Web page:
The reviewer as gate-keeper

By and large, I enjoy reading and writing book reviews. And I’ve mentioned before about my chat with a friend about the purpose of book reviews wherein he offered the following description of the reviewer’s task:

To help the writers know they are understood and appreciated without too much attention to their mistakes, to help the readers know whether or not it is for them, to identify one or two critical issues worth discussing along the way, and to ease the conscience of the reviewer about all the free books s/he has acquired through this means, not all of which were ever read.

I still like my friend’s ‘reviewer job description’ and, as a rule, it represents what I hope to do when I’m reviewing a book. During a recent binge with Updike (now there’s a reviewer!), my antennae were re-alerted to my responsibility as a reviewer to engage critically with the text/s under my surveillance, to dwell longer – though not for too long – in those somewhat less salutary spaces (whether they be factual or editorial) within the book’s covers, particularly when the book is otherwise especially praiseworthy, or when the author is a friend. By neglecting such a task, it seems to me that reviewer’s are doing neither the author nor the reader a favour, are abrogating an important responsibility, and are left feeling like the bookseller’s unpaid serf who has sold short the book’s author, publisher (good publishers and editors do care about this kind of thing), readers, and the reviewer’s own academic credibility (not that I hold the latter too tightly anyway).

One of my favourite bloggers, Mary Beard (professor in classics at Cambridge), recently had this to say about reviewing:

If reviewing doesn’t act as a gate-keeper of sorts, the success of a book will come down only to the size of its publicity budget and the enthusiasm of its publishers’ tweets.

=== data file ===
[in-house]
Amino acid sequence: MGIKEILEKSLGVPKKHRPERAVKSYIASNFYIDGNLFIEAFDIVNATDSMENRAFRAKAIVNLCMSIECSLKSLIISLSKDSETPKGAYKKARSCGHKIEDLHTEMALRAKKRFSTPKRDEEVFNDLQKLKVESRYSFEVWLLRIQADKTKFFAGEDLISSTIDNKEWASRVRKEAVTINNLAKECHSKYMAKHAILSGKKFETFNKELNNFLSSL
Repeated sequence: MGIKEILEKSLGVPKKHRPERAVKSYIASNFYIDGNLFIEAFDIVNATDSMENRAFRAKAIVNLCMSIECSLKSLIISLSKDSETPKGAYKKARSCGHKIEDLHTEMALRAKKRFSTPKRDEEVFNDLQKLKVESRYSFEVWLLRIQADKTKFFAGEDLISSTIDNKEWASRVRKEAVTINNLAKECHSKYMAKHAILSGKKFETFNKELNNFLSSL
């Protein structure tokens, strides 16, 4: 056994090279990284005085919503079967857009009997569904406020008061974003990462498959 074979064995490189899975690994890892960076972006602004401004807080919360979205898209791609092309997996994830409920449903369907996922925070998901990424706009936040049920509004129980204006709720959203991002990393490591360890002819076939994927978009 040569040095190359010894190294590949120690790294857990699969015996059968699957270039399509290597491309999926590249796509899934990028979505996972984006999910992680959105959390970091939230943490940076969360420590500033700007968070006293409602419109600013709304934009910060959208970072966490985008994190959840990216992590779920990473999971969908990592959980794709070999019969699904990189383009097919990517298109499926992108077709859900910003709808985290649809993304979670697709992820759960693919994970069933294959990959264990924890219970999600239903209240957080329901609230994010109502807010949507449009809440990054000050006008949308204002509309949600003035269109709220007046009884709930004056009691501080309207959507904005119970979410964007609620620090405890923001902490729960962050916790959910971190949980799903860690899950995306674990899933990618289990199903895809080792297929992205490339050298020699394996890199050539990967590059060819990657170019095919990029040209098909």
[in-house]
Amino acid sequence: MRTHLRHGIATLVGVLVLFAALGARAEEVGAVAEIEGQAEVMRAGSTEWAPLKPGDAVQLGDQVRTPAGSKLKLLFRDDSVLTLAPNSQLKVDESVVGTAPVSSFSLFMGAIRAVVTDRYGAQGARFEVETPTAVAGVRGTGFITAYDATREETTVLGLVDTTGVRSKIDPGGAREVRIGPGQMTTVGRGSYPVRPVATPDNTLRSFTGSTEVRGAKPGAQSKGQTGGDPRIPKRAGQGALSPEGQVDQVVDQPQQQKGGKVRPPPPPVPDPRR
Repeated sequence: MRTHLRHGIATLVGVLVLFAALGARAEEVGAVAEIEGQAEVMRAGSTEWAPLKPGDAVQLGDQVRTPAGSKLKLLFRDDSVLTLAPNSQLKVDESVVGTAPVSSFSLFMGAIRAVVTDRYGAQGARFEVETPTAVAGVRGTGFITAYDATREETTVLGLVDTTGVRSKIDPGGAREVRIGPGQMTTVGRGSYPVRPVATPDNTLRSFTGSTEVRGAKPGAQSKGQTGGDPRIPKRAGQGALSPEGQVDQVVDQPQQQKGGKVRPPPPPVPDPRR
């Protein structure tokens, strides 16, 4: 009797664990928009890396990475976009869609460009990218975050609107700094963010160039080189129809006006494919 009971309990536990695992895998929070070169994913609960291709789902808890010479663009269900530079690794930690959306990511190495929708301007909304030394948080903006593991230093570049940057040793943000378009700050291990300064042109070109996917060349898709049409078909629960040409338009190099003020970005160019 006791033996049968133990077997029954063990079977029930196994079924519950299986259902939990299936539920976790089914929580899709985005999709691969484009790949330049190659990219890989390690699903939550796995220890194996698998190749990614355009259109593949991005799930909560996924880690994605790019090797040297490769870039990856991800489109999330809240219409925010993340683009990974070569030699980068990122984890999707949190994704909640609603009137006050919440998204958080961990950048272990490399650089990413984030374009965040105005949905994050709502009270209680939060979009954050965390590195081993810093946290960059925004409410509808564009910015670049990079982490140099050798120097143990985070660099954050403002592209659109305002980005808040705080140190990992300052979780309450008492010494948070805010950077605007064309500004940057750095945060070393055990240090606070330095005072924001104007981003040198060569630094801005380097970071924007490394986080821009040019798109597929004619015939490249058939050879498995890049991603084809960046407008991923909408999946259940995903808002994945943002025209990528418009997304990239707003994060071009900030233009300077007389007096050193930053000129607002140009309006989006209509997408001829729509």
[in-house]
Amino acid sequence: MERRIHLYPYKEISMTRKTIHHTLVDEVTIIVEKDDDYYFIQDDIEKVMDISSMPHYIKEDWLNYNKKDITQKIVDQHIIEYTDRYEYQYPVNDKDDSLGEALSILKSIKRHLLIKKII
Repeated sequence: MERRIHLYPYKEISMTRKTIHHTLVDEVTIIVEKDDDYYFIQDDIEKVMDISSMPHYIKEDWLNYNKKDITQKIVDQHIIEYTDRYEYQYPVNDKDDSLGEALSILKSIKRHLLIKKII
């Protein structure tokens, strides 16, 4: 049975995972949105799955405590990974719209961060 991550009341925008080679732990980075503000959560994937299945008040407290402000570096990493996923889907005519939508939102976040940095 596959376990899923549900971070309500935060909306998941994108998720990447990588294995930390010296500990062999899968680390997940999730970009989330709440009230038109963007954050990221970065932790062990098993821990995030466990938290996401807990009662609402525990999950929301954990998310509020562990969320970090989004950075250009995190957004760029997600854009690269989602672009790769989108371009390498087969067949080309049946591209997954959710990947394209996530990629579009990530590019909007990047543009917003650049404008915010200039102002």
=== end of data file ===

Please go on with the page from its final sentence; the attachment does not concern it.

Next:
Of course, gate-keepers worthy of hire will be those who are cognisant of, and honest about, the limits of their knowledge; but they will endeavour to humbly keep gate, which is, I’m assuming, a somewhat different job to being a tourist guide, or to being an author’s, publisher’s, or bookseller’s hooker. Gate-keepers worthy of hire will certainly be those who, in Stephen Burn‘s words, talk less ‘about themselves, spinning reviews out of their charming memories or using the book under review as little more than a platform to promote themselves and their agendas’. They will also be those who will, and that as best they can, tell the truth like Presbyterians; i.e., decently and in order.

6 thoughts on “The reviewer as gate-keeper

  1. Reviewing a book is an onerous task, I’d agree, best left to ‘experts’ in the field. Sometimes I’ve read a book that’s received a less than great review and enjoyed it very much – but that would be my ‘take’ and I’m no expert. Same with films.

    However, if we are ‘reviewing’ a person, say, then if we are Christians, I’d turn to our book, the Bible. And perhaps Galations 3 26-28 are verses to take notice of. We have a supreme reviewer and that reviewer has no limit on their knowledge. As we journey along, stumbling and sinning, kindness and gentleness go a long way.